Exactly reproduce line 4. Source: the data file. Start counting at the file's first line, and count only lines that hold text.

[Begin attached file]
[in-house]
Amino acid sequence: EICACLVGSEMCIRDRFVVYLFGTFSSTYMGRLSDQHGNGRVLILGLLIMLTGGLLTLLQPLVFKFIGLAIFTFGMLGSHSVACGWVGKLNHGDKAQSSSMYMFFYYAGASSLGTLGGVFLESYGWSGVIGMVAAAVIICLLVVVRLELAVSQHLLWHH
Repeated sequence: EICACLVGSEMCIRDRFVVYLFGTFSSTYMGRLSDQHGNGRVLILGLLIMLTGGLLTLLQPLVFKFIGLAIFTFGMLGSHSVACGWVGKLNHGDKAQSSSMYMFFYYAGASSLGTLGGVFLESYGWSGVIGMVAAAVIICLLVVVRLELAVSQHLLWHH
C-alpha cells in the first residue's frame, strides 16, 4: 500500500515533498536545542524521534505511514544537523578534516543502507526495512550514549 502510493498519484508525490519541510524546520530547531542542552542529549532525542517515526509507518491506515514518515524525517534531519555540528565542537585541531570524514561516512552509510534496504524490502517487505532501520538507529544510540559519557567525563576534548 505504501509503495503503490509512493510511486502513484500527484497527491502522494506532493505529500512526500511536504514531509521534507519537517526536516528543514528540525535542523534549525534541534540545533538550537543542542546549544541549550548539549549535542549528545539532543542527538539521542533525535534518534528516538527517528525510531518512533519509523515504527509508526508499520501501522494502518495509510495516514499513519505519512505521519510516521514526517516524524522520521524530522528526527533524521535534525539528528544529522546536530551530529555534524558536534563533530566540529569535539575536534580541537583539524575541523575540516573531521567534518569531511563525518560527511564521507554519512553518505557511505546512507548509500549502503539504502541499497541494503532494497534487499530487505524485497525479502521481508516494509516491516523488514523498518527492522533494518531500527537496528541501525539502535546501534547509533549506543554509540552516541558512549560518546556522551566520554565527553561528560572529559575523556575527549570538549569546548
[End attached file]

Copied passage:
C-alpha cells in the first residue's frame, strides 16, 4: 500500500515533498536545542524521534505511514544537523578534516543502507526495512550514549 502510493498519484508525490519541510524546520530547531542542552542529549532525542517515526509507518491506515514518515524525517534531519555540528565542537585541531570524514561516512552509510534496504524490502517487505532501520538507529544510540559519557567525563576534548 505504501509503495503503490509512493510511486502513484500527484497527491502522494506532493505529500512526500511536504514531509521534507519537517526536516528543514528540525535542523534549525534541534540545533538550537543542542546549544541549550548539549549535542549528545539532543542527538539521542533525535534518534528516538527517528525510531518512533519509523515504527509508526508499520501501522494502518495509510495516514499513519505519512505521519510516521514526517516524524522520521524530522528526527533524521535534525539528528544529522546536530551530529555534524558536534563533530566540529569535539575536534580541537583539524575541523575540516573531521567534518569531511563525518560527511564521507554519512553518505557511505546512507548509500549502503539504502541499497541494503532494497534487499530487505524485497525479502521481508516494509516491516523488514523498518527492522533494518531500527537496528541501525539502535546501534547509533549506543554509540552516541558512549560518546556522551566520554565527553561528560572529559575523556575527549570538549569546548